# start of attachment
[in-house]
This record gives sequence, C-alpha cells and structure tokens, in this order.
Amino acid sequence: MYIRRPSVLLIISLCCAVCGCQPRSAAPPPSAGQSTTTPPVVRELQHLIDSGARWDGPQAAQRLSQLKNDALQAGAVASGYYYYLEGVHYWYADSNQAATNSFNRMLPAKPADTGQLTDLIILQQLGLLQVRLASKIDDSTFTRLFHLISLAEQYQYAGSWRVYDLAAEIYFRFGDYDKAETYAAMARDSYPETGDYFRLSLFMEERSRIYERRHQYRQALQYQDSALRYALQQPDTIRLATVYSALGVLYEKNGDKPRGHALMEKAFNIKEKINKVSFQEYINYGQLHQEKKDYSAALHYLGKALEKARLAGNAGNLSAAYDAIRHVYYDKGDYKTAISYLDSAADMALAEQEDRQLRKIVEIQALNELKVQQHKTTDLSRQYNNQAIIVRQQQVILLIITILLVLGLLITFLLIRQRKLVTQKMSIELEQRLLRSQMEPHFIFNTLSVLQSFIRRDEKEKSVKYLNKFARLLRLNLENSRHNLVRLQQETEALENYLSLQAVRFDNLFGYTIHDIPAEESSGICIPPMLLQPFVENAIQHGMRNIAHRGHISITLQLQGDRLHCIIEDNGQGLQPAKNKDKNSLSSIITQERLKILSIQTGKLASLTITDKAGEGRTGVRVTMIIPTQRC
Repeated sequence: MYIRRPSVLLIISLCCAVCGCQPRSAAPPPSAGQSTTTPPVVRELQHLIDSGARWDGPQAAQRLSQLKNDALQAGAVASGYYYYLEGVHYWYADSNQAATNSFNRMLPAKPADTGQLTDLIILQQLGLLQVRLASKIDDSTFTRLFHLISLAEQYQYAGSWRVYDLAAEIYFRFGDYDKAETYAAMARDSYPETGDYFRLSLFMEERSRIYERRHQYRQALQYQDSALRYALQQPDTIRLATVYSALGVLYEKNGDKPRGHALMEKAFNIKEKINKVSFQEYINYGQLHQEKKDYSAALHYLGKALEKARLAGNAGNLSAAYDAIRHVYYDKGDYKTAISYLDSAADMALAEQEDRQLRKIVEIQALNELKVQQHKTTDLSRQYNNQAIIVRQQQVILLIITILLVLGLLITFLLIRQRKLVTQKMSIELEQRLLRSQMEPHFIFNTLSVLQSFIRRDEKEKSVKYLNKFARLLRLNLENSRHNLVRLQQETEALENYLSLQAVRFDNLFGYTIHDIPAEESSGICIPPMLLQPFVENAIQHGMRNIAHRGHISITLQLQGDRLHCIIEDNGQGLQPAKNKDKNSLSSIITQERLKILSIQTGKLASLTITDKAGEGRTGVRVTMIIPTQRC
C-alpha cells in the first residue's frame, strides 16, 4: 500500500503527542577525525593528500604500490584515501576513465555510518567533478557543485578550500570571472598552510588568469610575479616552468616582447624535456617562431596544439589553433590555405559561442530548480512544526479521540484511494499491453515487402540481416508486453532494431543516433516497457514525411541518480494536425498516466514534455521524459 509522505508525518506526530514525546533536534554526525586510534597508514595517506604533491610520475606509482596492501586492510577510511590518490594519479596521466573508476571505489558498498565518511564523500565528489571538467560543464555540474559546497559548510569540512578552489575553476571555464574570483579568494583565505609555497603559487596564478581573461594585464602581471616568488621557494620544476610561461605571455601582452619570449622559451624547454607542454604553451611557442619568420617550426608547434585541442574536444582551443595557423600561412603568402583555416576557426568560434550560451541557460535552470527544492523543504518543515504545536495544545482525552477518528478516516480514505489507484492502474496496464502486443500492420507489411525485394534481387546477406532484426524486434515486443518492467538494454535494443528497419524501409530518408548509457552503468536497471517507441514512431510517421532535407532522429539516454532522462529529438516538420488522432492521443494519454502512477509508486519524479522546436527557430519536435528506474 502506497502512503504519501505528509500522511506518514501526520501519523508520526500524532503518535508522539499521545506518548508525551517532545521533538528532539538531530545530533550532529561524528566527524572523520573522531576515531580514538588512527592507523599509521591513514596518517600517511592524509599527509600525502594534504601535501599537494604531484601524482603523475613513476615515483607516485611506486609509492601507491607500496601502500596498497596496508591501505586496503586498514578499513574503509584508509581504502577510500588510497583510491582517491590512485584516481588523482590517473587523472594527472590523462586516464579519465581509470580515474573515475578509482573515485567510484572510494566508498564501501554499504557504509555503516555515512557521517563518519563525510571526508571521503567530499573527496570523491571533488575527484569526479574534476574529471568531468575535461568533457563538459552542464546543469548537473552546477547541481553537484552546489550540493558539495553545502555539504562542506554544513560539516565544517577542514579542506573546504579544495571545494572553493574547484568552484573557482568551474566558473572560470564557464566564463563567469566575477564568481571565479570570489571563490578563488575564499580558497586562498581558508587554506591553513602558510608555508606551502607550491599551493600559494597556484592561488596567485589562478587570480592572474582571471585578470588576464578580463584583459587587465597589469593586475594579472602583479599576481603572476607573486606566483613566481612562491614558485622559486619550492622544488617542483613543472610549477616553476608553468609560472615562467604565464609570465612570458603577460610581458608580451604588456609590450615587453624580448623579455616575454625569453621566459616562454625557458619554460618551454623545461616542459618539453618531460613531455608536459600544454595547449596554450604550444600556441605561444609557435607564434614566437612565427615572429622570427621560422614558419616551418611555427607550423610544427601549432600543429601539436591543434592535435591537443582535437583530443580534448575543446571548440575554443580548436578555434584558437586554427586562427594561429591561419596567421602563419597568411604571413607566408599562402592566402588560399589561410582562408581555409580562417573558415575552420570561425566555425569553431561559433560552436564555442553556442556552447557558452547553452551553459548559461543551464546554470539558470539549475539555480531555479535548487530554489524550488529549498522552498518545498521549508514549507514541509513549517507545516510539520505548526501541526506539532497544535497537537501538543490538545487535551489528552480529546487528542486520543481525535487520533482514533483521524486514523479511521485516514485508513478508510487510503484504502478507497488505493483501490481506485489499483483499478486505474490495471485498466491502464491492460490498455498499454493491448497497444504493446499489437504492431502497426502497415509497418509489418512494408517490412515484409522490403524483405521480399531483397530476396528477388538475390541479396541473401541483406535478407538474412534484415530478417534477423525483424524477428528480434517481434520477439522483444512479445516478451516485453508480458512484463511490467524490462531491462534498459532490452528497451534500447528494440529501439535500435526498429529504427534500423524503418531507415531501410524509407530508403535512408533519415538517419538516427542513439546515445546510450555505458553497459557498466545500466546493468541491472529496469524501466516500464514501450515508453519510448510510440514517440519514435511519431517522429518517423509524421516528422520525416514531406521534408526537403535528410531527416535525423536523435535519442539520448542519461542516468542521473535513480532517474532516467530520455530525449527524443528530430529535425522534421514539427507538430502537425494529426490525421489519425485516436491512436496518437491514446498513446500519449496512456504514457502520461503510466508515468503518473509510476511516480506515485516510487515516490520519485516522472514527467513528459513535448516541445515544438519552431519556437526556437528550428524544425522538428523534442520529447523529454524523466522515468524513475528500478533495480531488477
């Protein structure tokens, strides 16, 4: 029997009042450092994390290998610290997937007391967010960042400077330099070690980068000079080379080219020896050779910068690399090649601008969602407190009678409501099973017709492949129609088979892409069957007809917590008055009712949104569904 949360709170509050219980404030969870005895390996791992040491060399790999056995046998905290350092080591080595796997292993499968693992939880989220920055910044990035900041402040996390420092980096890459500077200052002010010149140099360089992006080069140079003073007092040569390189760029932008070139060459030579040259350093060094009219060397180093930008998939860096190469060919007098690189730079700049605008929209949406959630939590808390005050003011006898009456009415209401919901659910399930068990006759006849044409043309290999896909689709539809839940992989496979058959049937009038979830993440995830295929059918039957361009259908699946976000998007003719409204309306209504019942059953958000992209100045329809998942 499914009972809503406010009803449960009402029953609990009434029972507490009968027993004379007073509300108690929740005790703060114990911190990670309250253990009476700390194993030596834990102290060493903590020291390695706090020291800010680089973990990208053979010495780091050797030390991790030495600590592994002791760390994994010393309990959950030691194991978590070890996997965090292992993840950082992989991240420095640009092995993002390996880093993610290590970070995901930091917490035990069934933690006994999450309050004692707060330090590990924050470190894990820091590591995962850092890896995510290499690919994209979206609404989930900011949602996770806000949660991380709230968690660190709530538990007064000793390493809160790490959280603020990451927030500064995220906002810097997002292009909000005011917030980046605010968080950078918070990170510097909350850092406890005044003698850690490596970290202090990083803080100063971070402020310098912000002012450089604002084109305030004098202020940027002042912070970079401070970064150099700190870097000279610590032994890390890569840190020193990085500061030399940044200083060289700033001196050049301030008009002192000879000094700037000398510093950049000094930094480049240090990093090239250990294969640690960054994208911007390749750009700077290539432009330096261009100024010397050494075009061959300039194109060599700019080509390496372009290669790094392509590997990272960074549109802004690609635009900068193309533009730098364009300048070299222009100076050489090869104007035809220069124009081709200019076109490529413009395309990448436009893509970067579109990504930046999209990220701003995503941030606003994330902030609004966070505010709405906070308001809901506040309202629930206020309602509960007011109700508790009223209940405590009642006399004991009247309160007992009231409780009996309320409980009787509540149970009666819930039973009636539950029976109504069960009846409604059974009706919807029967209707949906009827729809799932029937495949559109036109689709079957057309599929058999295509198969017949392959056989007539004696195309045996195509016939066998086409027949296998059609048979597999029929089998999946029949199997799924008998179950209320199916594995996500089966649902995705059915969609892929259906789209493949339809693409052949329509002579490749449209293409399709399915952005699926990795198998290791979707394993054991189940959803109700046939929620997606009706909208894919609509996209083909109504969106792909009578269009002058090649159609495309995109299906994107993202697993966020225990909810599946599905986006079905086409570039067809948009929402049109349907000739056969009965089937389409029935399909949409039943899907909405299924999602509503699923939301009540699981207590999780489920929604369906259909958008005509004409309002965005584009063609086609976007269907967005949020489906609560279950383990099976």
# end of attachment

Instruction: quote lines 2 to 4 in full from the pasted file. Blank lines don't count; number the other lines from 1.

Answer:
This record gives sequence, C-alpha cells and structure tokens, in this order.
Amino acid sequence: MYIRRPSVLLIISLCCAVCGCQPRSAAPPPSAGQSTTTPPVVRELQHLIDSGARWDGPQAAQRLSQLKNDALQAGAVASGYYYYLEGVHYWYADSNQAATNSFNRMLPAKPADTGQLTDLIILQQLGLLQVRLASKIDDSTFTRLFHLISLAEQYQYAGSWRVYDLAAEIYFRFGDYDKAETYAAMARDSYPETGDYFRLSLFMEERSRIYERRHQYRQALQYQDSALRYALQQPDTIRLATVYSALGVLYEKNGDKPRGHALMEKAFNIKEKINKVSFQEYINYGQLHQEKKDYSAALHYLGKALEKARLAGNAGNLSAAYDAIRHVYYDKGDYKTAISYLDSAADMALAEQEDRQLRKIVEIQALNELKVQQHKTTDLSRQYNNQAIIVRQQQVILLIITILLVLGLLITFLLIRQRKLVTQKMSIELEQRLLRSQMEPHFIFNTLSVLQSFIRRDEKEKSVKYLNKFARLLRLNLENSRHNLVRLQQETEALENYLSLQAVRFDNLFGYTIHDIPAEESSGICIPPMLLQPFVENAIQHGMRNIAHRGHISITLQLQGDRLHCIIEDNGQGLQPAKNKDKNSLSSIITQERLKILSIQTGKLASLTITDKAGEGRTGVRVTMIIPTQRC
Repeated sequence: MYIRRPSVLLIISLCCAVCGCQPRSAAPPPSAGQSTTTPPVVRELQHLIDSGARWDGPQAAQRLSQLKNDALQAGAVASGYYYYLEGVHYWYADSNQAATNSFNRMLPAKPADTGQLTDLIILQQLGLLQVRLASKIDDSTFTRLFHLISLAEQYQYAGSWRVYDLAAEIYFRFGDYDKAETYAAMARDSYPETGDYFRLSLFMEERSRIYERRHQYRQALQYQDSALRYALQQPDTIRLATVYSALGVLYEKNGDKPRGHALMEKAFNIKEKINKVSFQEYINYGQLHQEKKDYSAALHYLGKALEKARLAGNAGNLSAAYDAIRHVYYDKGDYKTAISYLDSAADMALAEQEDRQLRKIVEIQALNELKVQQHKTTDLSRQYNNQAIIVRQQQVILLIITILLVLGLLITFLLIRQRKLVTQKMSIELEQRLLRSQMEPHFIFNTLSVLQSFIRRDEKEKSVKYLNKFARLLRLNLENSRHNLVRLQQETEALENYLSLQAVRFDNLFGYTIHDIPAEESSGICIPPMLLQPFVENAIQHGMRNIAHRGHISITLQLQGDRLHCIIEDNGQGLQPAKNKDKNSLSSIITQERLKILSIQTGKLASLTITDKAGEGRTGVRVTMIIPTQRC